I am writing this on the train, travelling north from Athens to the mountain town of Kalampaka, also known as Kalabaka, on what is my first official Interrail trip. Travel time is 4 hours 11 minutes; the 07:20 train is the only daily direct train.
Why Kalampaka? Because like so many scripted women and evil geniuses, I cannot say no to James Bond. I’ll explain in a bit. First back to where I left you last time—prepare for a long post heavy with holiday pictures…
So I had newly arrived on European soil. No message arrived from the authorities to notify me of the coronavirus test result, so I have assumed I’ve got a clean bill of health thus far. Free to roam around, I spent 3 and 4 September getting a taste of—and developing a taste for—the Greek capital.
Athena has struck me as an incredibly vivacious woman, who manages to combine excited activity and laid-back tranquility using, it seems to me, geography if nothing else. Serene squares are tucked away in the back alleys of a thrilling centre that is encircled by a busy motorway filled with frantic traffic. The main streets are busy too, verging on being crowded, and that is even without the usual tourist droves, of which there are none. Blessed are we who travel in times of corona, for time and space befall us at every otherwise beehive-like sightseeing stop. The people peopling the city are Greeks, therefore, which means that in Athens I have heard mostly Greek and only occasionally French, German or English.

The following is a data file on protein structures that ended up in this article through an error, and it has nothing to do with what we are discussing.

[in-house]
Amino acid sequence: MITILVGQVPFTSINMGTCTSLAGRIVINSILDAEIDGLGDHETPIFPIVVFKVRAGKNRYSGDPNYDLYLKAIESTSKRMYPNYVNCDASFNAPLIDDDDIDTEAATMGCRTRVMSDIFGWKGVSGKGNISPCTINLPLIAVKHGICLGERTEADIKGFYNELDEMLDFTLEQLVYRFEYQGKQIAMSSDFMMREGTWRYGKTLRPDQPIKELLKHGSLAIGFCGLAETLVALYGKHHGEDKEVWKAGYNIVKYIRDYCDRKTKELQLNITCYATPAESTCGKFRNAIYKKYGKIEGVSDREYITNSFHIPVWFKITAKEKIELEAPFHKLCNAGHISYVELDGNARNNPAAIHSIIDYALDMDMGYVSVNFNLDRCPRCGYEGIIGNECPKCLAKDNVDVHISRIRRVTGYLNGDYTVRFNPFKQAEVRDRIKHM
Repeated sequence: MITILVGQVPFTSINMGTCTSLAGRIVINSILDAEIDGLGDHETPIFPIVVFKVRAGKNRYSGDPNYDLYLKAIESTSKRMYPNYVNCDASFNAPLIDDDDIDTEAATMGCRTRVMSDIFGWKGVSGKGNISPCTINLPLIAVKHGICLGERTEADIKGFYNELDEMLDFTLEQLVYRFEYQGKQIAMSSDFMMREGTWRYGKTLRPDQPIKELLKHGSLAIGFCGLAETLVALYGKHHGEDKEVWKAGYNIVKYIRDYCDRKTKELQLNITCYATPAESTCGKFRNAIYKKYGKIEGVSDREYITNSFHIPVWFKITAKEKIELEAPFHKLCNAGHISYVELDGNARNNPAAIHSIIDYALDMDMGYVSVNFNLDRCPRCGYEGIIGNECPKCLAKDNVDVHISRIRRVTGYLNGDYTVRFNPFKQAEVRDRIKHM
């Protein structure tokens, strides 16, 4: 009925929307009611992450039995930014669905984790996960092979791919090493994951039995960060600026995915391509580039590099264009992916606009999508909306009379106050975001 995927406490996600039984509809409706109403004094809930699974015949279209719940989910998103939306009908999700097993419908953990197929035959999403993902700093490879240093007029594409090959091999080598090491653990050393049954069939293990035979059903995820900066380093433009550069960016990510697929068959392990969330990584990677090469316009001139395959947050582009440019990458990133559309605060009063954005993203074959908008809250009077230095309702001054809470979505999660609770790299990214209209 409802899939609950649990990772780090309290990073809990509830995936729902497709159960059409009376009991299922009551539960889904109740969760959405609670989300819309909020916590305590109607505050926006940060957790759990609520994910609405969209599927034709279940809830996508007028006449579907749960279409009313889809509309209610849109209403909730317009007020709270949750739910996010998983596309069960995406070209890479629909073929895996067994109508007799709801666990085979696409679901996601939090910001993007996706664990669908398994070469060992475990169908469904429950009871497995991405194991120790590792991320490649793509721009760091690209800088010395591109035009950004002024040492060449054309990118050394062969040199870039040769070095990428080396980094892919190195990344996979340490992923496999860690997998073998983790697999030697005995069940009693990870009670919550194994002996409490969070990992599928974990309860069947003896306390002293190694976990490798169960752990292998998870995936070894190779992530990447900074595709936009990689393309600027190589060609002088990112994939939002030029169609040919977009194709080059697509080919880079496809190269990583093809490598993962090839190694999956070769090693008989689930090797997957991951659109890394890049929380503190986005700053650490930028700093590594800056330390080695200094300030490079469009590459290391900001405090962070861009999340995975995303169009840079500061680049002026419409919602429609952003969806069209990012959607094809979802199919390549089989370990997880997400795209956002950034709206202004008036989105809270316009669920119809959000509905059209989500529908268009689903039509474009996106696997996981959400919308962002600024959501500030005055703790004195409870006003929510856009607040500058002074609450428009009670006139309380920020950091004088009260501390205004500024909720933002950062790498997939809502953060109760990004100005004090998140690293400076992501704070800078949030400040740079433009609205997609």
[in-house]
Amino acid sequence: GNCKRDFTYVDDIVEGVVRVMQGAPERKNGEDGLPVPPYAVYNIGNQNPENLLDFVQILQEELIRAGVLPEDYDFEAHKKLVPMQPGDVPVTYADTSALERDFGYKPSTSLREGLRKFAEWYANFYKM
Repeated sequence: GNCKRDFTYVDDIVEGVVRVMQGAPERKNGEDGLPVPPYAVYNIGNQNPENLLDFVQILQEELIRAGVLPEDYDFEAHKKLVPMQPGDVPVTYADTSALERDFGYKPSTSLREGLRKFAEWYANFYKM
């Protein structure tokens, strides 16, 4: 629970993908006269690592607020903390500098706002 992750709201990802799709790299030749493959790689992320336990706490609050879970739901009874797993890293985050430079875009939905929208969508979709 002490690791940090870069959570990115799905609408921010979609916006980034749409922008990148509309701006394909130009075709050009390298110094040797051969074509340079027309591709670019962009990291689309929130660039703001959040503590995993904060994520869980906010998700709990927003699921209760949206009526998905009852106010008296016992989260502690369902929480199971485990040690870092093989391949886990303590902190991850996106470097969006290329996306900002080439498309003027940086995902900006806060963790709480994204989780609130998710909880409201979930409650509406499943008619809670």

But once did the dulcet sound of my native Dutch pour its sweet nectar into my ears, when “Godverde kutzooi!” resonated against the 2,500-year-old structures of the Acropolis. This from a Dutch girl in her early twenties, presumably university-educated, who expressed her grievance that the Parthenon was still not exclusively hers and she had to wait a full five seconds before her equally fiery-mouthed friend could take her picture without any other tourists in it. Blessed are we, but sometimes we forget to count our blessings, don’t we.